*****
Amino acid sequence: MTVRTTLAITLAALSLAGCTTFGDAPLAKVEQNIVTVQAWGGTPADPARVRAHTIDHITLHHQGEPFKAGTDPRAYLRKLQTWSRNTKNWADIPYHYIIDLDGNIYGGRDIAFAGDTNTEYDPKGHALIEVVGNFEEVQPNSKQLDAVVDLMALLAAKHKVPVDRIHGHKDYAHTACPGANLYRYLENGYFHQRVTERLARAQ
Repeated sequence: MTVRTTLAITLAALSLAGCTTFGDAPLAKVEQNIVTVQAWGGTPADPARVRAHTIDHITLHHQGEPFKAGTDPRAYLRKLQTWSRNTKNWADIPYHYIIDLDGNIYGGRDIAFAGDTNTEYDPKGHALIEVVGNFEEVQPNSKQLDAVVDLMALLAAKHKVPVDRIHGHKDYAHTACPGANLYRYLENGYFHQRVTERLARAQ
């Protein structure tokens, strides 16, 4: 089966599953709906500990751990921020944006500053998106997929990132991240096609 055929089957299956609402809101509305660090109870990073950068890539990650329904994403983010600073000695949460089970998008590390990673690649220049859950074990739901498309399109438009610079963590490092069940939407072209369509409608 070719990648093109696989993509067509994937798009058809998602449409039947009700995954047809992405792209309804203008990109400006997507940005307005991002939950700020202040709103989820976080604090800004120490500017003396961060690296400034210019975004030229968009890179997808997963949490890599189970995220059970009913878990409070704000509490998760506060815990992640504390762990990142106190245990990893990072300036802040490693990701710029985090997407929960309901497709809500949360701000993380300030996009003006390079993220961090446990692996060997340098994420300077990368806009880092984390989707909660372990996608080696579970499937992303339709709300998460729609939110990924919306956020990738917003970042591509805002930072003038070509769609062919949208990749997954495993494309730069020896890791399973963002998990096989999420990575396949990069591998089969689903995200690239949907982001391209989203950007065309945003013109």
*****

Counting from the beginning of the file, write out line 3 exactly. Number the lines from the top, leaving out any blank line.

């Protein structure tokens, strides 16, 4: 089966599953709906500990751990921020944006500053998106997929990132991240096609 055929089957299956609402809101509305660090109870990073950068890539990650329904994403983010600073000695949460089970998008590390990673690649220049859950074990739901498309399109438009610079963590490092069940939407072209369509409608 070719990648093109696989993509067509994937798009058809998602449409039947009700995954047809992405792209309804203008990109400006997507940005307005991002939950700020202040709103989820976080604090800004120490500017003396961060690296400034210019975004030229968009890179997808997963949490890599189970995220059970009913878990409070704000509490998760506060815990992640504390762990990142106190245990990893990072300036802040490693990701710029985090997407929960309901497709809500949360701000993380300030996009003006390079993220961090446990692996060997340098994420300077990368806009880092984390989707909660372990996608080696579970499937992303339709709300998460729609939110990924919306956020990738917003970042591509805002930072003038070509769609062919949208990749997954495993494309730069020896890791399973963002998990096989999420990575396949990069591998089969689903995200690239949907982001391209989203950007065309945003013109």